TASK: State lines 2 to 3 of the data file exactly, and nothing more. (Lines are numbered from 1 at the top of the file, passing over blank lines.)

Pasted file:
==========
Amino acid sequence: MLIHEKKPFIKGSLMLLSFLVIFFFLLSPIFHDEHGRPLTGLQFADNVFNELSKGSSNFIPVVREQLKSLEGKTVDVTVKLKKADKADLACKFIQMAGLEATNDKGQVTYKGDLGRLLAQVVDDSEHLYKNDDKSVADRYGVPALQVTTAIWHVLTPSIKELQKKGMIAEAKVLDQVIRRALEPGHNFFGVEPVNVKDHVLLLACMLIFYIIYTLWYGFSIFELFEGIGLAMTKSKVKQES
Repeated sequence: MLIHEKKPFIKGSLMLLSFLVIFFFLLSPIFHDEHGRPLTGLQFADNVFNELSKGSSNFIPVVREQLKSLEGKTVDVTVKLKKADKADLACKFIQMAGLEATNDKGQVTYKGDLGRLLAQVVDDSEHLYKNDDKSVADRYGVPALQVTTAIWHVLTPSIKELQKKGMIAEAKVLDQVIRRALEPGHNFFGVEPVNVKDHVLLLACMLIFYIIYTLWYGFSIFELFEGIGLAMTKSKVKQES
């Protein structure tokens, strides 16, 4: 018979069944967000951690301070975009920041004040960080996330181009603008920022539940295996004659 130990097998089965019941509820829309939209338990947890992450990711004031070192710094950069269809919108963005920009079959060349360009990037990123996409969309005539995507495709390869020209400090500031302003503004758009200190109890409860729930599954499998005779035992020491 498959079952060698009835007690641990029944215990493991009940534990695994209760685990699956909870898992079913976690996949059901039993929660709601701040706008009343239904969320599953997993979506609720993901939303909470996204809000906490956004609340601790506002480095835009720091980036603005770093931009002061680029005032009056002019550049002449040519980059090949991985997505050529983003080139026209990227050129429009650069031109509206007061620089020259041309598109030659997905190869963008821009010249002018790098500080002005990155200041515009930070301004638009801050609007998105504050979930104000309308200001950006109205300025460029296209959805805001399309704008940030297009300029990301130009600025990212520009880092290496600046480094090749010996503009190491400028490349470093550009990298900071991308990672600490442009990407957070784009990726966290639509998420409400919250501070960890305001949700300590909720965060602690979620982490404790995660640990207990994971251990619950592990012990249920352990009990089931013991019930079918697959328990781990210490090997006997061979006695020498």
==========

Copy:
Repeated sequence: MLIHEKKPFIKGSLMLLSFLVIFFFLLSPIFHDEHGRPLTGLQFADNVFNELSKGSSNFIPVVREQLKSLEGKTVDVTVKLKKADKADLACKFIQMAGLEATNDKGQVTYKGDLGRLLAQVVDDSEHLYKNDDKSVADRYGVPALQVTTAIWHVLTPSIKELQKKGMIAEAKVLDQVIRRALEPGHNFFGVEPVNVKDHVLLLACMLIFYIIYTLWYGFSIFELFEGIGLAMTKSKVKQES
């Protein structure tokens, strides 16, 4: 018979069944967000951690301070975009920041004040960080996330181009603008920022539940295996004659 130990097998089965019941509820829309939209338990947890992450990711004031070192710094950069269809919108963005920009079959060349360009990037990123996409969309005539995507495709390869020209400090500031302003503004758009200190109890409860729930599954499998005779035992020491 498959079952060698009835007690641990029944215990493991009940534990695994209760685990699956909870898992079913976690996949059901039993929660709601701040706008009343239904969320599953997993979506609720993901939303909470996204809000906490956004609340601790506002480095835009720091980036603005770093931009002061680029005032009056002019550049002449040519980059090949991985997505050529983003080139026209990227050129429009650069031109509206007061620089020259041309598109030659997905190869963008821009010249002018790098500080002005990155200041515009930070301004638009801050609007998105504050979930104000309308200001950006109205300025460029296209959805805001399309704008940030297009300029990301130009600025990212520009880092290496600046480094090749010996503009190491400028490349470093550009990298900071991308990672600490442009990407957070784009990726966290639509998420409400919250501070960890305001949700300590909720965060602690979620982490404790995660640990207990994971251990619950592990012990249920352990009990089931013991019930079918697959328990781990210490090997006997061979006695020498």